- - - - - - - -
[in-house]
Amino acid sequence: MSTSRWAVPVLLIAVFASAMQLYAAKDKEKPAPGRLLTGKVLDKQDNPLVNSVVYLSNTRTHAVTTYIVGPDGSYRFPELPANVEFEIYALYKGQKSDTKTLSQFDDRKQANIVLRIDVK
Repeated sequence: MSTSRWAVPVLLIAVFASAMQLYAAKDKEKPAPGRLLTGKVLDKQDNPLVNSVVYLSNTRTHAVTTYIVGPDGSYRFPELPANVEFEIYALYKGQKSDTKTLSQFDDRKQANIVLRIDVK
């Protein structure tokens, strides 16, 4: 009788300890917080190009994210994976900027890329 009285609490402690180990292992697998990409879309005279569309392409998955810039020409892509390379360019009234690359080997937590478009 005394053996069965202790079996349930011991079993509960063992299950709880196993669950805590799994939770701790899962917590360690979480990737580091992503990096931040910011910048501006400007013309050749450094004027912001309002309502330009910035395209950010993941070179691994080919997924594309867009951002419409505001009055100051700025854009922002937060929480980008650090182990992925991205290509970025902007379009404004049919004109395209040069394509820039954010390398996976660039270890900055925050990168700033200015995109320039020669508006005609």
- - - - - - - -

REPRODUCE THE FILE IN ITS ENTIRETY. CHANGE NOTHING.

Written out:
[in-house]
Amino acid sequence: MSTSRWAVPVLLIAVFASAMQLYAAKDKEKPAPGRLLTGKVLDKQDNPLVNSVVYLSNTRTHAVTTYIVGPDGSYRFPELPANVEFEIYALYKGQKSDTKTLSQFDDRKQANIVLRIDVK
Repeated sequence: MSTSRWAVPVLLIAVFASAMQLYAAKDKEKPAPGRLLTGKVLDKQDNPLVNSVVYLSNTRTHAVTTYIVGPDGSYRFPELPANVEFEIYALYKGQKSDTKTLSQFDDRKQANIVLRIDVK
């Protein structure tokens, strides 16, 4: 009788300890917080190009994210994976900027890329 009285609490402690180990292992697998990409879309005279569309392409998955810039020409892509390379360019009234690359080997937590478009 005394053996069965202790079996349930011991079993509960063992299950709880196993669950805590799994939770701790899962917590360690979480990737580091992503990096931040910011910048501006400007013309050749450094004027912001309002309502330009910035395209950010993941070179691994080919997924594309867009951002419409505001009055100051700025854009922002937060929480980008650090182990992925991205290509970025902007379009404004049919004109395209040069394509820039954010390398996976660039270890900055925050990168700033200015995109320039020669508006005609």